Harbour R, Miller J (2001) A new system for grading recommendations in evidence based guidelines. BMJ 323(7308):334–336

    CAS  PubMed  PubMed Central  Google Scholar 

  13. 13.

    Maher CG, Sherrington C, Herbert RD, Moseley AM, Elkins M (2003) Reliability of the PEDro scale for rating quality of randomized controlled trials. Phys Ther 83(8):713–721

    PubMed  Google Scholar 

  14. 14.

    Marsden J, Harris C (2011) Cerebellar ataxia: pathophysiology and rehabilitation. Clin Rehabil 25(3):195–216

    PubMed  Google Scholar 

  15. 15.

    Miyai I, Ito M, Hattori N, Mihara M, Hatakenaka M, Yagura H, Sobue G, Nishizawa M, Cerebellar Ataxia Rehabilitation Trialists C (2012) Cerebellar ataxia rehabilitation trial in degenerative cerebellar diseases. Neurorehabil Neural Repair 26(5):515–522

    PubMed  Google Scholar 

  16. 16.

    Rodriguez-Diaz JC, Velazquez-Perez L, Rodriguez Labrada R, Aguilera Rodriguez R, Laffita Perez D, Canales Ochoa N, Medrano Montero J, Estupinan Rodriguez A, Osorio Borjas M, Gongora Marrero M, Reynaldo Cejas L, Gonzalez Zaldivar Y, Almaguer Gotay D (2018) Neurorehabilitation therapy in spinocerebellar ataxia type 2: a 24-week, rater-blinded, randomized, controlled trial. Movement Disord 33(9):1481–1487

    PubMed  Google Scholar 

  17. 17.

    Bunn LM, Marsden JF, Giunti P, Day BL (2015) Training balance with opto-kinetic stimuli in the home: a randomized controlled feasibility study in people with pure cerebellar disease. Clin Rehabil 29(2):143–153

    PubMed  Google Scholar 

  18. 18.

    Chang YJ, Chou CC, Huang WT, Lu CS, Wong AM, Hsu MJ (2015) Cycling regimen induces spinal circuitry plasticity and improves leg muscle coordination in individuals with spinocerebellar ataxia. Arch Phys Med Rehabil 96(6):1006–1013

    PubMed  Google Scholar 

  19. 19.

    Seco CJ, Fernandez IG, Verdejol IC, Perez VR, Atutxa AF, Torres-Unda J (2014) Improvements in quality of life in individuals with Friedreich’s ataxia after participation in a 5-year program of physical activity: an observational study pre-post test design, and two years follow-up. Int J Neurorehabil 1(3):129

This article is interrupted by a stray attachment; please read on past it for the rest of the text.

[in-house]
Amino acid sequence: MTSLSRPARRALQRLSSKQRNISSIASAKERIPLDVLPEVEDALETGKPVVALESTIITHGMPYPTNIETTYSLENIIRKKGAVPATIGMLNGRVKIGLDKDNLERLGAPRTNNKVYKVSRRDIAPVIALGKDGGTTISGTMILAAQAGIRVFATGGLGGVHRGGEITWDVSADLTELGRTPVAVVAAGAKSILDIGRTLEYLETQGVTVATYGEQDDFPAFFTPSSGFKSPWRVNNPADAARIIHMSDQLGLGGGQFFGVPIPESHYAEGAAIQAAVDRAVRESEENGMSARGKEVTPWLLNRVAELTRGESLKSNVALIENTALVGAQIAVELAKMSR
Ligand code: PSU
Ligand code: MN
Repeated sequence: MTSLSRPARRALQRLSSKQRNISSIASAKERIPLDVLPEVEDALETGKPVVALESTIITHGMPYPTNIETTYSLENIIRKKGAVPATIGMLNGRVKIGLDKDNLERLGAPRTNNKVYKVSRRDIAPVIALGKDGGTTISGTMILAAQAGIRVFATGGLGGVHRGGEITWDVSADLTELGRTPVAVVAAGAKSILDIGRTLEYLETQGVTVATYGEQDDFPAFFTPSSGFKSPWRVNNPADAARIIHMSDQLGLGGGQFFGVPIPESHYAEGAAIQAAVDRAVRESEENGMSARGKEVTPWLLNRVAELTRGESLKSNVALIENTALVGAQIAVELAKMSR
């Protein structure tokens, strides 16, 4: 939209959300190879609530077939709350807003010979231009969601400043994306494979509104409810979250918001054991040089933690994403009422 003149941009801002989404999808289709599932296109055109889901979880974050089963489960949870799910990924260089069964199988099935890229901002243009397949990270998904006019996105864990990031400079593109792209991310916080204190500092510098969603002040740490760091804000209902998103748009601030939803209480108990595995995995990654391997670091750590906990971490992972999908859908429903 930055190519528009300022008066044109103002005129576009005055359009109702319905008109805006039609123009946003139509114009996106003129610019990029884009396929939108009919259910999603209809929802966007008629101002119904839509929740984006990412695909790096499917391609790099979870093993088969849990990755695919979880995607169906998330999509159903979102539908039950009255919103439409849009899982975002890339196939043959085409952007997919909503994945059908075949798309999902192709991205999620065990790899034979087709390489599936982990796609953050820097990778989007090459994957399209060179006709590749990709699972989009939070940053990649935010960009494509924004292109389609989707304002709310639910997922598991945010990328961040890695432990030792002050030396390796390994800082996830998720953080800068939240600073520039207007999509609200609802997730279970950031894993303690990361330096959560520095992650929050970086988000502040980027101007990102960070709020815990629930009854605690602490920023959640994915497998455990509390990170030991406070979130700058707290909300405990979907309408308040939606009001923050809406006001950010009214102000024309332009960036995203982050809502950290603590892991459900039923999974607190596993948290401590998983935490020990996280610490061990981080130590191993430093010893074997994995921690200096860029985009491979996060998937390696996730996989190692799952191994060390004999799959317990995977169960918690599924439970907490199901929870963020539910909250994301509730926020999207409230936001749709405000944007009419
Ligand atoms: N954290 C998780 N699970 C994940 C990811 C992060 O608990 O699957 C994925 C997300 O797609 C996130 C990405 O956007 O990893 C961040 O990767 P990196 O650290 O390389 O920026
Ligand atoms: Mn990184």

Google Scholar 

  20. 20.

    Milne SC, Corben LA, Roberts M, Murphy A, Tai G, Georgiou-Karistianis N, Yiu EM, Delatycki MB (2018) Can rehabilitation improve the health and well-being in Friedreich's ataxia: a randomized controlled trial? Clin Rehabil 32(5):630–643

    PubMed  Google Scholar 

  21. 21.

    Barbuto S, Martelli D, Omofuma IB, Lee N, Kuo SH, Agrawal S, Lee S, O'Dell M, Stein J (2020) Phase I randomized single-blinded controlled study investigating the potential benefit of aerobic exercise in degenerative cerebellar disease. Clin Rehabil 34(5):584–594

    PubMed  PubMed Central  Google Scholar 

  22. 22.

    Ilg W, Synofzik M, Brotz D, Burkard S, Giese MA, Schols L (2009) Intensive coordinative training improves motor performance in degenerative cerebellar disease. Neurology 73(22):1823–1830

    CAS  PubMed  Google Scholar 

  23. 23.

    Ilg W, Brotz D, Burkard S, Giese MA, Schols L, Synofzik M (2010) Long-term effects of coordinative training in degenerative cerebellar disease. Movement Disord 25(13):2239–2246

    PubMed  Google Scholar 

  24. 24.

    Keller JL, Bastian AJ (2014) A home balance exercise program improves walking in people with cerebellar ataxia. Neurorehabil Neural Repair 28(8):770–778

    PubMed  PubMed Central  Google Scholar 

  25. 25.

    Tabbassum K, Zia N, Singh S, Suman K (2013) Core stability training with conventional balance training improves dynamic balance in progressive degenerative cerebellar ataxia. Indian J Physiother Occup Ther 7:136–140

    Google Scholar 

  26. 26.

    Fonteyn EM, Heeren A, Engels JJ, Boer JJ, van de Warrenburg BP, Weerdesteyn V (2014) Gait adaptability training improves obstacle avoidance and dynamic stability in patients with cerebellar degeneration. Gait Post 40(1):247–251

    Google Scholar 

  27. 27.

    Im SJ, Kim YH, Kim KH, Han JW, Yoon SJ, Park JH (2017) The effect of a task-specific locomotor training strategy on gait stability in patients with cerebellar disease: a feasibility study. Disabil Rehabil 39(10):1002–1008

    PubMed  Google Scholar 

  28. 28.